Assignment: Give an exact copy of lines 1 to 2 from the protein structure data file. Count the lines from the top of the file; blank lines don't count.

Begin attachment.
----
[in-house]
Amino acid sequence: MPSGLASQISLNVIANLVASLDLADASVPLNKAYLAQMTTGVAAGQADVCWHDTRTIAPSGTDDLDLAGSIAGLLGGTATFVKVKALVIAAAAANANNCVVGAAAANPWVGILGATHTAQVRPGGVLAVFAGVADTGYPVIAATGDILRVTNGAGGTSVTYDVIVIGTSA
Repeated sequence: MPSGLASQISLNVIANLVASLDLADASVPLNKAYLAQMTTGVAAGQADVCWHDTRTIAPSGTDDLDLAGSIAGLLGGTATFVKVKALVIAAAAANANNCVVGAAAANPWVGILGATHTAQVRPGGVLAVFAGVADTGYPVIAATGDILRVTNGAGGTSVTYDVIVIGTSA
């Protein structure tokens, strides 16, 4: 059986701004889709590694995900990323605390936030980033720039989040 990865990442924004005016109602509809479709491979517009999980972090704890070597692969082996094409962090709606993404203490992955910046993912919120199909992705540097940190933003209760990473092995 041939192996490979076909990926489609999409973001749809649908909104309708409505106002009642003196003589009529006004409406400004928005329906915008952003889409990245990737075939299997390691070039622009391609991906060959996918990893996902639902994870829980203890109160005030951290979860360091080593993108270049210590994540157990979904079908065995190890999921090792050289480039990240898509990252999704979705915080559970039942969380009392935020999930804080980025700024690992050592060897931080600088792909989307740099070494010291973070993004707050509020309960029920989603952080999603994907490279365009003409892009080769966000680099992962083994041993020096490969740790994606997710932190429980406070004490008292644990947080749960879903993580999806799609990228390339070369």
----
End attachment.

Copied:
[in-house]
Amino acid sequence: MPSGLASQISLNVIANLVASLDLADASVPLNKAYLAQMTTGVAAGQADVCWHDTRTIAPSGTDDLDLAGSIAGLLGGTATFVKVKALVIAAAAANANNCVVGAAAANPWVGILGATHTAQVRPGGVLAVFAGVADTGYPVIAATGDILRVTNGAGGTSVTYDVIVIGTSA